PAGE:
Zimbabwe’s elderly often returned to homes amid pandemic | Economic news


By FARAI MUTSAKA, Associated Press

HARARE, Zimbabwe (AP) – Banana bread was served at a recent birthday party at the Melfort Elderly Home, where a group of residents put together a raucous happy birthday tune.

Just a week after arriving at the facility, Rodrick Bhatare, in his 40s, said he felt a bittersweet moment during the celebration of another 103-year-old resident.

“I haven’t been this happy for a very long time,” he said. “I just wish I could have done it with my family.” Hit hard by the pandemic, his family could no longer support him, he said.

The economic devastation of COVID-19 is forcing some families in Zimbabwe to abandon the age-old tradition of caring for the elderly.

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Some roam the streets. The lucky ones find themselves in institutions for the elderly – once widely regarded by many Zimbabweans as “non-African” and against the social bonds that have united extended families for generations.

Rarely mentioned, the elderly are “silent victims” of the pandemic, said Priscilla Gavi, executive director of HelpAge Zimbabwe.

“Elderly parents or loved ones have become an added strain in this pandemic, so while it goes against our culture, many people see nursing homes as the only option,” Gavi said.

Zimbabwe’s nursing homes have seen a 60% increase in admissions since the COVID-19 pandemic erupted in March 2020, and most of the country’s more than 170 facilities for the elderly are full, she said. declared.

COVID-19 has increased the risk of abuse and neglect of older people in Africa and around the world, according to a report by HelpAge International.

In addition to being one of the groups most at risk for serious illness and death from COVID-19, older people are chronically neglected in response and recovery efforts, especially in low-income countries, according to the “Bearing the Brunt” report.

For the elderly in care institutions, the experience is both a saving grace and a source of anguish.

Bhatare said that after retiring from career mining work about two decades ago, “everything was fine” as he remained alternately with his two daughters and other relatives.

He was living with a married niece and four of his children when COVID-19 hit and their income from selling goods on the streets plummeted. Food in the house became scarce, tensions increased and in order to survive, Bhatare began to search the streets for meals until worried neighbors alerted HelpAge, who found him a place in Melfort’s house, about 50 kilometers (30 miles) east of Harare, the capital.

“My daughters are married but they also have difficulties. I had become a constraint for everyone, ”he said.

Zimbabwe’s economy was already battered before the pandemic and today more than 80% of urban households struggle to buy basic foodstuffs, while large numbers of rural families also go hungry, according to the World Food Program.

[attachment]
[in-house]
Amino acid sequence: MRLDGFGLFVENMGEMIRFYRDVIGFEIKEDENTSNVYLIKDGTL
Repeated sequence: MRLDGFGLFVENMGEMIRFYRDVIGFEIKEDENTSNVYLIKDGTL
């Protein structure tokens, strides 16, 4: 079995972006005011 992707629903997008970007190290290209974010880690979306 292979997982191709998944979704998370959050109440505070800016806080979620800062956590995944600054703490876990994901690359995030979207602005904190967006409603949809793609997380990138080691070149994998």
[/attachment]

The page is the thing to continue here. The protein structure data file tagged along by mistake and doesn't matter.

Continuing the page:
People aged 70 and over make up less than 3% of Zimbabwe’s population of around 15 million and have often become the victims of belt tightening.

“They don’t generate any income in an environment where even young children work to contribute to household income. The old people become the sacrificial lambs. COVID-19 has really knocked them down, ”said Phillip Pasirayi, sociologist and director of the Center for Community Development in Zimbabwe.

Feeling “abandoned” by their families can come as a shock to many older people in care facilities, he said.

“It doesn’t really match what we’re used to as Africans. You want to spend your last days surrounded by your family. It’s tradition, ”Pasirayi said.

“When they are forced to go to nursing homes, many fall into depression, dementia … they are confused that their children or loved ones have abandoned them,” said Daniel Francis, the administrator of the nursing home. by Melfort.

Some families are using tricks to remove their older parents, he said.

“With the pandemic, some people are taking an elderly relative to a faraway place. They buy them a drink in the stores, tell them “We’re coming back”, and they leave for good. The elderly are thrown out and forgotten, ”said Francis. The police take these people to social assistance.

“The welfare department doesn’t have a house so they come to us,” said Francis, whose facility has a capacity of 40 residents. But during the pandemic, he limits the number to 22 to allow more physical distance between residents.

Care homes that do not charge their residents and are funded by charities and churches, are under pressure.

Melfort’s house would struggle to regain full capacity, he said, as his donations fell more than 60% during the pandemic, he said.

Times are even tougher at the Society for Destitute Aged nursing home in Highfield Township in Harare. Princess Diana opened an accommodation wing with great fanfare in 1993. But today the paint is peeling off the walls, the ceilings are crumbling, and bees have invaded the 200-liter (53-gallon) water heater. out of order.

The house does not have a vehicle, so when a resident needs medical attention, manager Emilia Mukaratirwa has to risk crowded public taxis or, when money allows, hire a small car to transport a retiree to the home. hospital.

“The whole place needs a makeover, but right now receiving bread is like Christmas. This is why we desperately need help, ”Mukaratirwa said.

Despite the disappointment of not being with his family, Bhatare from Melfort’s nursing home adjusts to his new reality.

“These foreigners have become my family, they treat me well,” he said. “I still love my real family but I don’t want to be a burden on them.”

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